Ferrari’s rivals are said to be “shocked” and “angry” after the Scuderia reached an agreement with the FIA regarding last year’s engine controversy.
Last season Ferrari’s power unit came to the fore, the best of the bunch, which led to speculation from rivals that not all was above board.
Teams requesting clarification from the FIA, who issued two Technical Directives – relating to fuel flow rate.
A third TD was later issued, informing teams that they will be running a second fuel flow sensor in the 2020 campaign.
The matter of the legality of the Ferrari engine was by no means over with Red Bull advisor Helmut Marko saying Red Bull were ready to protest the Ferrari power unit come this year’s Australian GP.
Ferrari, though, has “reached a settlement” with the FIA.
The statement read: “The FIA announces that, after thorough technical investigations, it has concluded its analysis of the operation of the Scuderia Ferrari Formula 1 power unit and reached a settlement with the team. The specifics of the agreement will remain between the parties.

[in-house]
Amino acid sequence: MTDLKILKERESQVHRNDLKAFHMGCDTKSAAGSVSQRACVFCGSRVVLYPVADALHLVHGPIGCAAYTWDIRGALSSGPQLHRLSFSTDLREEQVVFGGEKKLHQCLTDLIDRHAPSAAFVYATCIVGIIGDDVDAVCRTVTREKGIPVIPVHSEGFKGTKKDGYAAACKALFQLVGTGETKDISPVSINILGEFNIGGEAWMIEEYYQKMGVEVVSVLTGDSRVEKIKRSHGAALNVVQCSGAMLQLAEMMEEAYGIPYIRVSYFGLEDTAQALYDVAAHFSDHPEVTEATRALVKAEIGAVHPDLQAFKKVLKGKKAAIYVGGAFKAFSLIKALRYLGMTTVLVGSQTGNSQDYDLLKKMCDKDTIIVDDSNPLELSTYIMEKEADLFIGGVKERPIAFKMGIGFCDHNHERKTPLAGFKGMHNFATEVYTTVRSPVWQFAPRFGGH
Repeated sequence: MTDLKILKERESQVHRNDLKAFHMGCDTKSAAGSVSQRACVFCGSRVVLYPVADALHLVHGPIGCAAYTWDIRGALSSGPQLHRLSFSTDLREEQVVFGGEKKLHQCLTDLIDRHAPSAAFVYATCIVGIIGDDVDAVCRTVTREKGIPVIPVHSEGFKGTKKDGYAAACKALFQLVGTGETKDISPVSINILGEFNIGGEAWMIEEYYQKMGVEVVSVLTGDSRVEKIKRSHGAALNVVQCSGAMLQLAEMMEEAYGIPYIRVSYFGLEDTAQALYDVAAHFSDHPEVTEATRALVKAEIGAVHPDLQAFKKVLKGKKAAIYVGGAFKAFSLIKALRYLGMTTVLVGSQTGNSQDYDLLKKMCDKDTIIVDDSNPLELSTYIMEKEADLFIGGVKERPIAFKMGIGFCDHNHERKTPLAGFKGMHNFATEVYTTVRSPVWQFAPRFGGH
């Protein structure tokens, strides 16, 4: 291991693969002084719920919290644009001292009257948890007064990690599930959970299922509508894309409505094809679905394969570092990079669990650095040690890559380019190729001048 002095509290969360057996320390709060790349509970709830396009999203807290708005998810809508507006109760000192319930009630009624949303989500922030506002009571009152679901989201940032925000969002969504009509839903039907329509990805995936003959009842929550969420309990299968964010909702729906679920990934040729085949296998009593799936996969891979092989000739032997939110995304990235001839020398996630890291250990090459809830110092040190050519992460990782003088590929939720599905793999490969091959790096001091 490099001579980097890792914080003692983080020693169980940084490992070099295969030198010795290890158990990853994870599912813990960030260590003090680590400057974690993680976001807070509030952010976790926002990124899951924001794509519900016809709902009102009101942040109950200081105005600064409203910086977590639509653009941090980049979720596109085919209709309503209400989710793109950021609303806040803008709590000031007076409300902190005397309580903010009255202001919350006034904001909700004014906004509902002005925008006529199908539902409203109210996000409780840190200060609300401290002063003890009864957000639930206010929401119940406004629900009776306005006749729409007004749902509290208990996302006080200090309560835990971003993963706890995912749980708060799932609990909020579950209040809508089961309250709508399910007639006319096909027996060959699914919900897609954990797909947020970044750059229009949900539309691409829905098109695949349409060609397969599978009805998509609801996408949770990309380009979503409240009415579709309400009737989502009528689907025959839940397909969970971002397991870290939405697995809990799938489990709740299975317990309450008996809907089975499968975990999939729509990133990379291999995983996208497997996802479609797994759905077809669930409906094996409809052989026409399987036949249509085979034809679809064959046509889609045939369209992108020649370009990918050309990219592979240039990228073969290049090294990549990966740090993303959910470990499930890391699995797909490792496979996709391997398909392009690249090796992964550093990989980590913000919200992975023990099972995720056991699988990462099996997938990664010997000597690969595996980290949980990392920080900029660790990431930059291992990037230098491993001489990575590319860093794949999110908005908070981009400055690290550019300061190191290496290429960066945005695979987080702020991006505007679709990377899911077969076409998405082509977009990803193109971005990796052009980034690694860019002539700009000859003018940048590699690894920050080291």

“The FIA and Scuderia Ferrari have agreed to a number of technical commitments that will improve the monitoring of all Formula 1 power units for forthcoming championship seasons as well as assist the FIA in other regulatory duties in Formula 1 and in its research activities on carbon emissions and sustainable fuels.”
Rival teams are not impressed.
According to BBC Sport, rivals are ‘considering their responses to the verdict’.
The report adds that the unnamed teams ‘are concerned that the FIA’s attempt to draw a line under the matter does not make it clear whether Ferrari’s engine was legal at all times last year or not.’
They want to know whether last year’s Ferrari was legal and if it was, why is the FIA not saying so.
Added to that was exactly is the ‘settlement’ and why was it needed if the Ferrari was legal.
And if the Ferrari wasn’t legal, why is the FIA even agreeing a settlement.
BBC says Ferrari’s rivals are “shocked” and “angry” by the manner in which the FIA has drawn a line under the matter.